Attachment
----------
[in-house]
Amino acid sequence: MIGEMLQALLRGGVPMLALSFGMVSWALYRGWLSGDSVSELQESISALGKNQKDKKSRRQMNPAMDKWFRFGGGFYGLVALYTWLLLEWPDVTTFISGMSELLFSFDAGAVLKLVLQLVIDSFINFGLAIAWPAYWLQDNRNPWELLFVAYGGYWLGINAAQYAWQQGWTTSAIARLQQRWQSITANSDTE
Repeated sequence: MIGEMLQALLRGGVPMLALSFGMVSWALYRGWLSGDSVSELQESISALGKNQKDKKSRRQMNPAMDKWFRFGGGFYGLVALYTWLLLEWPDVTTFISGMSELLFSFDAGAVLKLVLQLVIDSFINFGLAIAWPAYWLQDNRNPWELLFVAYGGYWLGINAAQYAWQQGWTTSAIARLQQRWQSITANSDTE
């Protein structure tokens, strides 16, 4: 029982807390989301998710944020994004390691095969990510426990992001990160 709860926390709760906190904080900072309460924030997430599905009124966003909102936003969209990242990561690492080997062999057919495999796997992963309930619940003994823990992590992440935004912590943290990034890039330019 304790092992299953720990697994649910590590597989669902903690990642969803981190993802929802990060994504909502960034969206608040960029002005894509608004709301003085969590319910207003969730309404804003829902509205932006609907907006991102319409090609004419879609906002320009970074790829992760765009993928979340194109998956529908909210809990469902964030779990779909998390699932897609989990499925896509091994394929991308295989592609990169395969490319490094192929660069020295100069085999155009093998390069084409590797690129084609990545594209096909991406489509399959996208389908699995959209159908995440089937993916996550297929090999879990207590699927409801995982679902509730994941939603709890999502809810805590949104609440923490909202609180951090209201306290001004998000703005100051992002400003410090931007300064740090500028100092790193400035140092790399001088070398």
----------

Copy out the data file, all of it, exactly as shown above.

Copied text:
[in-house]
Amino acid sequence: MIGEMLQALLRGGVPMLALSFGMVSWALYRGWLSGDSVSELQESISALGKNQKDKKSRRQMNPAMDKWFRFGGGFYGLVALYTWLLLEWPDVTTFISGMSELLFSFDAGAVLKLVLQLVIDSFINFGLAIAWPAYWLQDNRNPWELLFVAYGGYWLGINAAQYAWQQGWTTSAIARLQQRWQSITANSDTE
Repeated sequence: MIGEMLQALLRGGVPMLALSFGMVSWALYRGWLSGDSVSELQESISALGKNQKDKKSRRQMNPAMDKWFRFGGGFYGLVALYTWLLLEWPDVTTFISGMSELLFSFDAGAVLKLVLQLVIDSFINFGLAIAWPAYWLQDNRNPWELLFVAYGGYWLGINAAQYAWQQGWTTSAIARLQQRWQSITANSDTE
């Protein structure tokens, strides 16, 4: 029982807390989301998710944020994004390691095969990510426990992001990160 709860926390709760906190904080900072309460924030997430599905009124966003909102936003969209990242990561690492080997062999057919495999796997992963309930619940003994823990992590992440935004912590943290990034890039330019 304790092992299953720990697994649910590590597989669902903690990642969803981190993802929802990060994504909502960034969206608040960029002005894509608004709301003085969590319910207003969730309404804003829902509205932006609907907006991102319409090609004419879609906002320009970074790829992760765009993928979340194109998956529908909210809990469902964030779990779909998390699932897609989990499925896509091994394929991308295989592609990169395969490319490094192929660069020295100069085999155009093998390069084409590797690129084609990545594209096909991406489509399959996208389908699995959209159908995440089937993916996550297929090999879990207590699927409801995982679902509730994941939603709890999502809810805590949104609440923490909202609180951090209201306290001004998000703005100051992002400003410090931007300064740090500028100092790193400035140092790399001088070398």